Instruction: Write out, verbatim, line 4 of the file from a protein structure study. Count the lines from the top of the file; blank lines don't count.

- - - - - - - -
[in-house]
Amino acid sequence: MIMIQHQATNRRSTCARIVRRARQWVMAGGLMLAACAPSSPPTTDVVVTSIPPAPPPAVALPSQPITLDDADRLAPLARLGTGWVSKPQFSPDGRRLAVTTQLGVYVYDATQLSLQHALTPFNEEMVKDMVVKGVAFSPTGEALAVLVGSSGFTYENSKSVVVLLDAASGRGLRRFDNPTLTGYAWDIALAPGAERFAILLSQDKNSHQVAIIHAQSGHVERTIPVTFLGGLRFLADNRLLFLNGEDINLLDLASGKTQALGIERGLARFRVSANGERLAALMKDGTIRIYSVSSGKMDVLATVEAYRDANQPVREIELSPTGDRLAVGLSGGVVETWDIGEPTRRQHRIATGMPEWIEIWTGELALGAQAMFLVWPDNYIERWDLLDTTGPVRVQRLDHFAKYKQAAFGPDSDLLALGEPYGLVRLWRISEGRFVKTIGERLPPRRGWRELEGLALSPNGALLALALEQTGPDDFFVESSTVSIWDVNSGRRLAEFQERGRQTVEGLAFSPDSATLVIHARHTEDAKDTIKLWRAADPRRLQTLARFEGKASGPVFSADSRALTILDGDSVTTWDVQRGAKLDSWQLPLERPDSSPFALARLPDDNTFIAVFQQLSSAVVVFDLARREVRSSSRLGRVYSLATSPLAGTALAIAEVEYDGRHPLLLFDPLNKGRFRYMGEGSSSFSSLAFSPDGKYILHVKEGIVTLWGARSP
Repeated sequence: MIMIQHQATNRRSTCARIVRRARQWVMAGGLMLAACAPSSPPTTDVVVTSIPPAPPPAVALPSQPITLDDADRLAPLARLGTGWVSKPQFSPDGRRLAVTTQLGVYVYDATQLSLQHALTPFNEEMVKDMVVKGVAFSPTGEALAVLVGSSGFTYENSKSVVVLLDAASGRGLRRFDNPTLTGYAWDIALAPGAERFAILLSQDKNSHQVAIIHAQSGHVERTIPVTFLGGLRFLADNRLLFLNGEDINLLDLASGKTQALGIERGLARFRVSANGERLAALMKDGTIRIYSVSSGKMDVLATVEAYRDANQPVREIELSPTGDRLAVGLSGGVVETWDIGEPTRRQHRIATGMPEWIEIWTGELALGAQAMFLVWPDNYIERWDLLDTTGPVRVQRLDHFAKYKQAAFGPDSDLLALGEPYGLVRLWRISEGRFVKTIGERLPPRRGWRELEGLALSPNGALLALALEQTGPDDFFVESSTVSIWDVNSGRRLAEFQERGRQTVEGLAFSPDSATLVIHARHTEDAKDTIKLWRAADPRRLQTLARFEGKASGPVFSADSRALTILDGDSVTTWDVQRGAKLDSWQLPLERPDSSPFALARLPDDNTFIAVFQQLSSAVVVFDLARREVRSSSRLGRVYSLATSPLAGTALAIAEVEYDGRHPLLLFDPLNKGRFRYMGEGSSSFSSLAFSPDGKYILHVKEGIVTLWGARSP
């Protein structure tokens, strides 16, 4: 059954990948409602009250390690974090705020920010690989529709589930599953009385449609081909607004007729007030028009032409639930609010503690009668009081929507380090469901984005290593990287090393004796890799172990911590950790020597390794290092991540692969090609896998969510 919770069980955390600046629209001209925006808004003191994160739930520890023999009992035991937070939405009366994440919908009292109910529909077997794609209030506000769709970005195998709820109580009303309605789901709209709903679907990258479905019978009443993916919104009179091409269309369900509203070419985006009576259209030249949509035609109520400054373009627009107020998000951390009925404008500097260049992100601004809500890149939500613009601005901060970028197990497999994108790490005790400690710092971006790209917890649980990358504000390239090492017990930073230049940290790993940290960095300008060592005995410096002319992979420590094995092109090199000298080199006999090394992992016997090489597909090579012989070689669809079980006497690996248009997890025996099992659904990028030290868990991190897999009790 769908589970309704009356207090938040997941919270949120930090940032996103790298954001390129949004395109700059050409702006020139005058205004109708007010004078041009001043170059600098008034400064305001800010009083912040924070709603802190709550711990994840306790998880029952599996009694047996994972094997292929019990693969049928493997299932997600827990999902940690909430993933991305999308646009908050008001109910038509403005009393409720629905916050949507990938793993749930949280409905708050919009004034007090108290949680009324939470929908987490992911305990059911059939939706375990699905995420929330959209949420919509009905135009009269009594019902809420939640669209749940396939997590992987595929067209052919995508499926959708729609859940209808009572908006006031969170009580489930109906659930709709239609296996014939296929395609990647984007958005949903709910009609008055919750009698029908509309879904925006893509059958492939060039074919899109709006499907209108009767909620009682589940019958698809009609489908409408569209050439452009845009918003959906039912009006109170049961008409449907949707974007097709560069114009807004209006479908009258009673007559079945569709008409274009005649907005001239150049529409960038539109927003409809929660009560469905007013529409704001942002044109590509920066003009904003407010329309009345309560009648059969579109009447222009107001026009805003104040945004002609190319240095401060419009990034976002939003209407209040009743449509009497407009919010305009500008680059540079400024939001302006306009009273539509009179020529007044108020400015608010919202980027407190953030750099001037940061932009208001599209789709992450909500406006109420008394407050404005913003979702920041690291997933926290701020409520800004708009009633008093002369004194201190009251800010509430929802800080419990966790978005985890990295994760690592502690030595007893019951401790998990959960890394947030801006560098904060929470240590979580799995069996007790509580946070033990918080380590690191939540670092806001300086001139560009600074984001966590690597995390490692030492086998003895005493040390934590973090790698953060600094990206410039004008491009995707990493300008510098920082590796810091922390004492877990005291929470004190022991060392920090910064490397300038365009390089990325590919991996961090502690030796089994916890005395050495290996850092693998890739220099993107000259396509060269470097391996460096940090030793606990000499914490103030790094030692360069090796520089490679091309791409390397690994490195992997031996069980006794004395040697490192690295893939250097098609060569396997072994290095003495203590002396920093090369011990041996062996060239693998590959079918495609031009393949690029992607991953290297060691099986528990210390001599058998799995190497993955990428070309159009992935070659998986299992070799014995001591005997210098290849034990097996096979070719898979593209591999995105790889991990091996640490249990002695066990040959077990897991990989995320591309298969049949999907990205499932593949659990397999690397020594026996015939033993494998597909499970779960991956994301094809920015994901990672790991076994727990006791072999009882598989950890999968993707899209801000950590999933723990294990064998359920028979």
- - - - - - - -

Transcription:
């Protein structure tokens, strides 16, 4: 059954990948409602009250390690974090705020920010690989529709589930599953009385449609081909607004007729007030028009032409639930609010503690009668009081929507380090469901984005290593990287090393004796890799172990911590950790020597390794290092991540692969090609896998969510 919770069980955390600046629209001209925006808004003191994160739930520890023999009992035991937070939405009366994440919908009292109910529909077997794609209030506000769709970005195998709820109580009303309605789901709209709903679907990258479905019978009443993916919104009179091409269309369900509203070419985006009576259209030249949509035609109520400054373009627009107020998000951390009925404008500097260049992100601004809500890149939500613009601005901060970028197990497999994108790490005790400690710092971006790209917890649980990358504000390239090492017990930073230049940290790993940290960095300008060592005995410096002319992979420590094995092109090199000298080199006999090394992992016997090489597909090579012989070689669809079980006497690996248009997890025996099992659904990028030290868990991190897999009790 769908589970309704009356207090938040997941919270949120930090940032996103790298954001390129949004395109700059050409702006020139005058205004109708007010004078041009001043170059600098008034400064305001800010009083912040924070709603802190709550711990994840306790998880029952599996009694047996994972094997292929019990693969049928493997299932997600827990999902940690909430993933991305999308646009908050008001109910038509403005009393409720629905916050949507990938793993749930949280409905708050919009004034007090108290949680009324939470929908987490992911305990059911059939939706375990699905995420929330959209949420919509009905135009009269009594019902809420939640669209749940396939997590992987595929067209052919995508499926959708729609859940209808009572908006006031969170009580489930109906659930709709239609296996014939296929395609990647984007958005949903709910009609008055919750009698029908509309879904925006893509059958492939060039074919899109709006499907209108009767909620009682589940019958698809009609489908409408569209050439452009845009918003959906039912009006109170049961008409449907949707974007097709560069114009807004209006479908009258009673007559079945569709008409274009005649907005001239150049529409960038539109927003409809929660009560469905007013529409704001942002044109590509920066003009904003407010329309009345309560009648059969579109009447222009107001026009805003104040945004002609190319240095401060419009990034976002939003209407209040009743449509009497407009919010305009500008680059540079400024939001302006306009009273539509009179020529007044108020400015608010919202980027407190953030750099001037940061932009208001599209789709992450909500406006109420008394407050404005913003979702920041690291997933926290701020409520800004708009009633008093002369004194201190009251800010509430929802800080419990966790978005985890990295994760690592502690030595007893019951401790998990959960890394947030801006560098904060929470240590979580799995069996007790509580946070033990918080380590690191939540670092806001300086001139560009600074984001966590690597995390490692030492086998003895005493040390934590973090790698953060600094990206410039004008491009995707990493300008510098920082590796810091922390004492877990005291929470004190022991060392920090910064490397300038365009390089990325590919991996961090502690030796089994916890005395050495290996850092693998890739220099993107000259396509060269470097391996460096940090030793606990000499914490103030790094030692360069090796520089490679091309791409390397690994490195992997031996069980006794004395040697490192690295893939250097098609060569396997072994290095003495203590002396920093090369011990041996062996060239693998590959079918495609031009393949690029992607991953290297060691099986528990210390001599058998799995190497993955990428070309159009992935070659998986299992070799014995001591005997210098290849034990097996096979070719898979593209591999995105790889991990091996640490249990002695066990040959077990897991990989995320591309298969049949999907990205499932593949659990397999690397020594026996015939033993494998597909499970779960991956994301094809920015994901990672790991076994727990006791072999009882598989950890999968993707899209801000950590999933723990294990064998359920028979």